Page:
Life-saving defibrillators have been fitted in Roads Policing Unit vehicles and GoSafe vans across the region.
Automated External Defibrillators (AED’s) will allow officers and staff to provide potentially life-saving care in emergencies.
The Minister for Health and Social Services has made Welsh Government funding available to enable the Welsh Ambulance Service NHS Trust to purchase the AED for use by North Wales Police.
As part of the initiative, police officers equipped with defibrillators, who are available to respond, will be alerted to a potential cardiac arrest at the same time as ambulance crews, which means that if they reach the patient first, or are already on scene, they can begin providing life-saving treatment until a skilled clinician arrives.
Armed Alliance Officers already carry defibrillators in all of their vehicles.
Superintendent Jane Banham of the Roads Policing Unit said: “The new devices mean the difference between life and death, because if someone is in cardiac arrest time is of the essence.
“A number of our officers have been trained in the use of the defibrillators and this will allow them to provide enhanced medical aid if required when they are first on the scene of serious incidents.
“We are delighted to be working with the Welsh Ambulance Service to help save lives across North Wales. Equipping our Roads Policing officers with this essential life-saving equipment will enable the team to respond to these critical life or death emergency calls.”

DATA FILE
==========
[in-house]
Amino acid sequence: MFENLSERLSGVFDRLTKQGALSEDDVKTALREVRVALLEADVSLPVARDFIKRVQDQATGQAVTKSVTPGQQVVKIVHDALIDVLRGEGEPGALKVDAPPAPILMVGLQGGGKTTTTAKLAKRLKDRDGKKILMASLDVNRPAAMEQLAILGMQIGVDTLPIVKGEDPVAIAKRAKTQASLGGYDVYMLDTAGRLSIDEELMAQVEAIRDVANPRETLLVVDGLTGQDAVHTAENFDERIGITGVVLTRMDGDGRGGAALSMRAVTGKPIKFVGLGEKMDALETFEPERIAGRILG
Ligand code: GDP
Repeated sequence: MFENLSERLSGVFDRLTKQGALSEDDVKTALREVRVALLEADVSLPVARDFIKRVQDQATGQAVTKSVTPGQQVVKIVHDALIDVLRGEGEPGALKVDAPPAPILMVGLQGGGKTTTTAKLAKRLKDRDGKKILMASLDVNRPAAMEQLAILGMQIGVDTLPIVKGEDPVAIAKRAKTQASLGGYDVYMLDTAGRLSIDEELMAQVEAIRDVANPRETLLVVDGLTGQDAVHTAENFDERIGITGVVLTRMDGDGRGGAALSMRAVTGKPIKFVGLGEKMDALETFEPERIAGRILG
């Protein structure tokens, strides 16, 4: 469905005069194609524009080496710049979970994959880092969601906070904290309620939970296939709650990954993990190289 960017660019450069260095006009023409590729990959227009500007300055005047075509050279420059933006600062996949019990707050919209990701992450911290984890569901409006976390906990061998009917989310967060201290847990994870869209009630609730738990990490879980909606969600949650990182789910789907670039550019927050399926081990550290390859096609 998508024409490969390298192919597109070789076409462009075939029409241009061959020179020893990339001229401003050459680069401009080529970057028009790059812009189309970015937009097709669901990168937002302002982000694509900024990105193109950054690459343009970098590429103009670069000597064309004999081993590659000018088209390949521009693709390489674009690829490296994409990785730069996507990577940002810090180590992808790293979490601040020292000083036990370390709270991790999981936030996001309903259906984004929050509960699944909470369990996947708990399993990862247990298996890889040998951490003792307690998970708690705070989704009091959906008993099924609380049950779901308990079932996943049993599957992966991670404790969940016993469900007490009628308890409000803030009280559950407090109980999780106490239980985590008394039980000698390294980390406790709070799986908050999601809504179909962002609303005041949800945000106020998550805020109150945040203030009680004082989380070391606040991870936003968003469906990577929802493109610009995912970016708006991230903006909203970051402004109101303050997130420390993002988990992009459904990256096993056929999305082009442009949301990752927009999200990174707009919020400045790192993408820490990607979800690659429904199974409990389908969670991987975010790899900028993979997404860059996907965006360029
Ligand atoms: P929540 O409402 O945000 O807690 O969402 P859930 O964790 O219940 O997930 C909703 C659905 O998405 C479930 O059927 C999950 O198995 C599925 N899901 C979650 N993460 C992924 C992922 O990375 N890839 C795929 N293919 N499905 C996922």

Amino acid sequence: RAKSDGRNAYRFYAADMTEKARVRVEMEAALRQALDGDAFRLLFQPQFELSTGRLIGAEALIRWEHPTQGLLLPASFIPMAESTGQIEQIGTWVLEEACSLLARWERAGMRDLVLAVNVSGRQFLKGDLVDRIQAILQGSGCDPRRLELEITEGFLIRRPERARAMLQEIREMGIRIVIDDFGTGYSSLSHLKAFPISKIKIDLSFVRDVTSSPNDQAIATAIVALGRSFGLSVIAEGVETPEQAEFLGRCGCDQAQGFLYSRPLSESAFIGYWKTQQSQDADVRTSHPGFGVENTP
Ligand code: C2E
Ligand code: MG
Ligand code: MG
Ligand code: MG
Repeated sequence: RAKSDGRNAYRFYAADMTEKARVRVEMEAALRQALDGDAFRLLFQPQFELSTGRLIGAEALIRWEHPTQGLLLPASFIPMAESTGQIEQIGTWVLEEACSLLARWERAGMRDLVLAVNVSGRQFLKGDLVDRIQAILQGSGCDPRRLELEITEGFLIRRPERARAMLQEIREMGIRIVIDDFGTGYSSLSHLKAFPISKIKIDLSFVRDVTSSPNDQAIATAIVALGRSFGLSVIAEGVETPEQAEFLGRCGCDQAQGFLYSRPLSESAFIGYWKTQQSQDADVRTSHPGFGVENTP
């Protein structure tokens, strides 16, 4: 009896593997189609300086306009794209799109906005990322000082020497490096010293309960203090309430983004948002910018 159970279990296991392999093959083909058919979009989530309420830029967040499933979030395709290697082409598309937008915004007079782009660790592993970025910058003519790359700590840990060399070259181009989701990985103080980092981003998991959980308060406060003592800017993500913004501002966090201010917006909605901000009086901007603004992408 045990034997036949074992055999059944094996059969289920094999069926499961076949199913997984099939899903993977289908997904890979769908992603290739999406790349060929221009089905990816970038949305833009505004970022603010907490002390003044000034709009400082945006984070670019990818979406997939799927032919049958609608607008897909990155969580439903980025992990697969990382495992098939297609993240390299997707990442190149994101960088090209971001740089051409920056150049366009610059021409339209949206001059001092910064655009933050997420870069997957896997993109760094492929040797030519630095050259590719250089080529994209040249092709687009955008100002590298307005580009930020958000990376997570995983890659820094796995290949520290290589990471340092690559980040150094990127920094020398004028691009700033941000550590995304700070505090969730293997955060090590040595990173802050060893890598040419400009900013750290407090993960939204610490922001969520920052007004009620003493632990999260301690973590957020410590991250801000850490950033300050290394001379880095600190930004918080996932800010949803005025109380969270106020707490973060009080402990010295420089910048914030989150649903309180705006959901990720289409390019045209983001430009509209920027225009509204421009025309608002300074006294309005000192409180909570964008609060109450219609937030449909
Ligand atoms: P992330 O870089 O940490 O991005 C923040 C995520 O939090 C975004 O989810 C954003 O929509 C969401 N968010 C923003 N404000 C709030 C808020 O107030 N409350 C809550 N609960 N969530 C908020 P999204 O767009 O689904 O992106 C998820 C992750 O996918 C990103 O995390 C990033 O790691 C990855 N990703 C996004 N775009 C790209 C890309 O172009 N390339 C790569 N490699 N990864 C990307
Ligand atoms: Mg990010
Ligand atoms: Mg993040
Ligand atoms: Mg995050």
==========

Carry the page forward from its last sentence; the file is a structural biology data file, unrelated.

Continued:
The equipment has been fitted into some Roads Policing Vehicles and GoSafe vans and will be deployed in cases of out of hospital cardiac arrests in support of Ambulance Service colleagues. Defibrillators have also been installed in other police vehicles in the Gwynedd South area due to their rural location.
Carl Powell from the Welsh Ambulance NHS Trust said: “We are delighted to work in partnership with North Wales Police as part of Save A life Cymru which supports the installation of public access defibrillators.
“This is a great step forward in supporting the communities of North Wales in improving early access to a defibrillator which is an essential part of the chain of survival.
“The defibrillators can be used at a cardiac arrest by any member of the public, no formal training is required.
“The devices are designed to give clear instructions to the user to ensure the safety of both the rescuer and the patient without any prior knowledge or experience.”
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